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Your RT web server must be up and running for rt to respond in any meaningful way, even via the CLI. rt doesn't talk to the database directly. Instead it formulates an HTTP request and sends it to the RT server. The server then replies with the appropriate data and the CLI interprets it for you, including handling interactive forms. So, before you can use the CLI, you need to have a complete RT installation and an operational RT server. Chapter 2 covers installation. Here we assume your RT server is fully functional and running.
Make sure rt is in your path. It's usually located in the bin/ directory of the main RT installation directory /opt/rt3, /usr/local/rt3 or some custom location. Run rt without any options. It displays a help message:
$ rt This is a command-line interface to RT 3. ...
Next, you need to configure rt so it can connect to the RT server. It needs two pieces of information: the URL of the server and the authentication information to use for that server. You can set this information using environment variables or in a configuration file.
The relevant environment variables are RTUSER and RTSERVER. The following example sets these in the bash shell:
$ export RTUSER=jdoe $ export RTSERVER=https://rt.example.com
The relevant options in a configuration file are user and server. The following example shows the contents of .rtrc in the home directory of user jdoe:
user jdoe server https://rt.example.com
If neither $RTUSER or user are defined, rt defaults to the current login name. For complete details on configuring the rt command-line, see Appendix C.
Most rt commands look something like this:
A list of available actions is available in Appendix B.
The first time you run rt with an action, it will prompt you for your password:
$ rt list "status='new'" Password:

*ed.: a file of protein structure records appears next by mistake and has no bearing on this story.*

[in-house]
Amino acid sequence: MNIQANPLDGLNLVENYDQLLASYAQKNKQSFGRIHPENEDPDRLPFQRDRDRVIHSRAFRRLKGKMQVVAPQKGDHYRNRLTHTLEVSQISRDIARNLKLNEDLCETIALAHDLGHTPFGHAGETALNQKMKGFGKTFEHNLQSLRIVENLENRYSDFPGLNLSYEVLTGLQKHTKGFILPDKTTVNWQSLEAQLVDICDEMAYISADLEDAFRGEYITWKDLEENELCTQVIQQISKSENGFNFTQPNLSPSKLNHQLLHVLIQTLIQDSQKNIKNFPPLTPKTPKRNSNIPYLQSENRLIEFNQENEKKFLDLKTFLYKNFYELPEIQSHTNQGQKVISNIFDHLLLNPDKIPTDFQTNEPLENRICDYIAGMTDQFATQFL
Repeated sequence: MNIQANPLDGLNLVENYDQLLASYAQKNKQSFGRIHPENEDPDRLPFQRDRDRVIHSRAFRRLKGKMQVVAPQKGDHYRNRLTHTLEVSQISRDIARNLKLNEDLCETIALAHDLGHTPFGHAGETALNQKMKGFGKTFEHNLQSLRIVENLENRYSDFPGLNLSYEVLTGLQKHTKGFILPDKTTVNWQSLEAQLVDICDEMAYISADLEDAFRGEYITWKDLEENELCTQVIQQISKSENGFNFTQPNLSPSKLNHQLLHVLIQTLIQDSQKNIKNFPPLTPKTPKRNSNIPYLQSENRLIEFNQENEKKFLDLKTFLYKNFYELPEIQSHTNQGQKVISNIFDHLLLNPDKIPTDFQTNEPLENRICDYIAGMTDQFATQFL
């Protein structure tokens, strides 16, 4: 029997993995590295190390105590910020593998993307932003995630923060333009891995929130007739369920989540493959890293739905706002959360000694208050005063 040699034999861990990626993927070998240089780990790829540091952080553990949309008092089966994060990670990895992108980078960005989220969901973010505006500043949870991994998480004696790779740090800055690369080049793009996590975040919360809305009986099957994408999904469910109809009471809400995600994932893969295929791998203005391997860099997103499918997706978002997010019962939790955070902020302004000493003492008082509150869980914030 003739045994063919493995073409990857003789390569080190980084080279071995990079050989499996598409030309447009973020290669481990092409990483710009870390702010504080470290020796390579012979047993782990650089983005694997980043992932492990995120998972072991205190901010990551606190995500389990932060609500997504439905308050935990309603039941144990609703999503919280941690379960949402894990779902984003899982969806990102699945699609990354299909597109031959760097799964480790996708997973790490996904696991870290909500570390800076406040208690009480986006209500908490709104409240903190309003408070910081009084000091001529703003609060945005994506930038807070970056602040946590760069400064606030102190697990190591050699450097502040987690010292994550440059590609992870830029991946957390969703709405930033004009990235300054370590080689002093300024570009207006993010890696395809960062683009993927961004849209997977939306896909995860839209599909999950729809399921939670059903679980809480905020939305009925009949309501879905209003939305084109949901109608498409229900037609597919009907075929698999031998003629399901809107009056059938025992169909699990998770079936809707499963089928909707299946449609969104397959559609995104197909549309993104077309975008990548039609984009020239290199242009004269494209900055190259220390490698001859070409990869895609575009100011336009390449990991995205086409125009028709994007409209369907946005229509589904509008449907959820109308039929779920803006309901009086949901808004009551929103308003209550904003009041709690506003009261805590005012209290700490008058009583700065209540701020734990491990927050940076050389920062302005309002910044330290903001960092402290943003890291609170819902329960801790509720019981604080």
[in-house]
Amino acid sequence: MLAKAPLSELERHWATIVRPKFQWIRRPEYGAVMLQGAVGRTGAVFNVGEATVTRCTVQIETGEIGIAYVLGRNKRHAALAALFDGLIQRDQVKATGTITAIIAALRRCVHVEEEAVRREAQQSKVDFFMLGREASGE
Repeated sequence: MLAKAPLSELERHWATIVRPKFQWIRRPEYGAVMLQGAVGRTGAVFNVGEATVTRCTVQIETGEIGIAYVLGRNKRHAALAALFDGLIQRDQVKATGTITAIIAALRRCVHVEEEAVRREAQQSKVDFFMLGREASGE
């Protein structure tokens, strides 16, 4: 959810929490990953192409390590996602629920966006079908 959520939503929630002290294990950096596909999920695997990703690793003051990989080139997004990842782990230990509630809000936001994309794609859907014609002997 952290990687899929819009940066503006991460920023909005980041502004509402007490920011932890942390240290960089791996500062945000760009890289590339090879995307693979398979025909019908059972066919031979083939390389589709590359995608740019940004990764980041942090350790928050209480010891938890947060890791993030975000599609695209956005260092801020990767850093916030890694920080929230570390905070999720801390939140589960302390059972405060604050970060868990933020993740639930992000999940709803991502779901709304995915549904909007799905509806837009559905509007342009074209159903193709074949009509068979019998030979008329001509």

Just like in the browser, once you've entered your password, a session is established so you don't need to keep entering your password. rt remembers this session information by storing it in a file in your home directory: ~/.rt_sessions, accessible only to yourself. You should protect this file with strict permissions, otherwise another user could copy it and operate on the RT server as you.
To log out from RT and end this session, use the logout command:
$ rt logout
The CLI has two different forms, a command-line tool and an interactive shell. The rt command is designed to be easy to use from another program or on-the-fly. The following example uses the command-line tool to tell RT to display several specific fields from the ticket with the unique id of 42.
$ rt show -t ticket 42 -f id,subject,status id: ticket/42 Subject: A special number Status: open $
The interactive shell starts when you run rt with the action shell. In the following example, the rt> prompt remains after the command has been executed, because the RT shell is still active. This dispenses with the delay of waiting for a new shell process to startup on each invocation. The functionality is identical.
$ rt shell rt> edit ticket/42 set queue=emergency status=resolved Ticket 42 Resolved. rt>
These few examples just scratch the surface of what you can do with rt. The rest of this chapter covers a broad range of possibilities, and Appendix B provides a quick reference to rt's actions and the options for each.
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